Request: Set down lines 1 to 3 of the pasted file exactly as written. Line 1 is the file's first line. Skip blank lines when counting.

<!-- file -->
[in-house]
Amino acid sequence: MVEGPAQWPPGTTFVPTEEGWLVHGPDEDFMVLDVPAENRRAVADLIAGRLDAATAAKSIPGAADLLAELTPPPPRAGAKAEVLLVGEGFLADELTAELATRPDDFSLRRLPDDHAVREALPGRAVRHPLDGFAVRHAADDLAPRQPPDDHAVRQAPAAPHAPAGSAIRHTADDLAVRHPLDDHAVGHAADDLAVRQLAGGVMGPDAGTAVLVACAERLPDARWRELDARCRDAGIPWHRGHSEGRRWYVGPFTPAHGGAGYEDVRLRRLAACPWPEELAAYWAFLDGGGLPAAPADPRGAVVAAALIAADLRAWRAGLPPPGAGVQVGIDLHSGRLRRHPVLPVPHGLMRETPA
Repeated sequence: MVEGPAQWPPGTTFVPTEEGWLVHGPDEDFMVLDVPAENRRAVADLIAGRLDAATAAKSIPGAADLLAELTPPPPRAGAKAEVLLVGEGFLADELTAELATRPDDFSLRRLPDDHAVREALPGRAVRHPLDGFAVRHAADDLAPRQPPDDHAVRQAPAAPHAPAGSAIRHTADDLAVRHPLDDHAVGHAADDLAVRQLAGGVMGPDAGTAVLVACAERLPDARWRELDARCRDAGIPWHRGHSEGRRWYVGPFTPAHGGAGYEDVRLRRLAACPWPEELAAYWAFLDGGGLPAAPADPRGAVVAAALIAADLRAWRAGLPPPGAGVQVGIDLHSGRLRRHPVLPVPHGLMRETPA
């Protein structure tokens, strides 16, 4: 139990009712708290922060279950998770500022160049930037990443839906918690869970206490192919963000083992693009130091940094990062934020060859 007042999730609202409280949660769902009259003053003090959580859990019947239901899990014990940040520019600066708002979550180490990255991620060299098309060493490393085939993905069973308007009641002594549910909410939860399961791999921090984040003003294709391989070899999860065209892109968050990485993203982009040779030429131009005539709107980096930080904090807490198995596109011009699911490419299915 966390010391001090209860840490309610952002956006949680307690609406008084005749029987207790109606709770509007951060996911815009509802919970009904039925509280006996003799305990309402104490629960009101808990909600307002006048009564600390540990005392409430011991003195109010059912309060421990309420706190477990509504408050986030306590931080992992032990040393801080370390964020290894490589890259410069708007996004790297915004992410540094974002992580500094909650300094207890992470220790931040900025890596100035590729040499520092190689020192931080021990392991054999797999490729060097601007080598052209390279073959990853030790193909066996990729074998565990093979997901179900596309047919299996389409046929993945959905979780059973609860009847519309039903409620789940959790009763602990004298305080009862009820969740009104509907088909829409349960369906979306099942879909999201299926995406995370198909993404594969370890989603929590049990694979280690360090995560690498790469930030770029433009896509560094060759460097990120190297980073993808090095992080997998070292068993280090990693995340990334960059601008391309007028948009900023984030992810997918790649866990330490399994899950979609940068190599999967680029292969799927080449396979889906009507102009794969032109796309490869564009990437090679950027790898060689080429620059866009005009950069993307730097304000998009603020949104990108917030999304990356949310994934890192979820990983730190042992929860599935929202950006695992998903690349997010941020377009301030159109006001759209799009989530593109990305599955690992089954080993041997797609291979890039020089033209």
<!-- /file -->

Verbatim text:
[in-house]
Amino acid sequence: MVEGPAQWPPGTTFVPTEEGWLVHGPDEDFMVLDVPAENRRAVADLIAGRLDAATAAKSIPGAADLLAELTPPPPRAGAKAEVLLVGEGFLADELTAELATRPDDFSLRRLPDDHAVREALPGRAVRHPLDGFAVRHAADDLAPRQPPDDHAVRQAPAAPHAPAGSAIRHTADDLAVRHPLDDHAVGHAADDLAVRQLAGGVMGPDAGTAVLVACAERLPDARWRELDARCRDAGIPWHRGHSEGRRWYVGPFTPAHGGAGYEDVRLRRLAACPWPEELAAYWAFLDGGGLPAAPADPRGAVVAAALIAADLRAWRAGLPPPGAGVQVGIDLHSGRLRRHPVLPVPHGLMRETPA
Repeated sequence: MVEGPAQWPPGTTFVPTEEGWLVHGPDEDFMVLDVPAENRRAVADLIAGRLDAATAAKSIPGAADLLAELTPPPPRAGAKAEVLLVGEGFLADELTAELATRPDDFSLRRLPDDHAVREALPGRAVRHPLDGFAVRHAADDLAPRQPPDDHAVRQAPAAPHAPAGSAIRHTADDLAVRHPLDDHAVGHAADDLAVRQLAGGVMGPDAGTAVLVACAERLPDARWRELDARCRDAGIPWHRGHSEGRRWYVGPFTPAHGGAGYEDVRLRRLAACPWPEELAAYWAFLDGGGLPAAPADPRGAVVAAALIAADLRAWRAGLPPPGAGVQVGIDLHSGRLRRHPVLPVPHGLMRETPA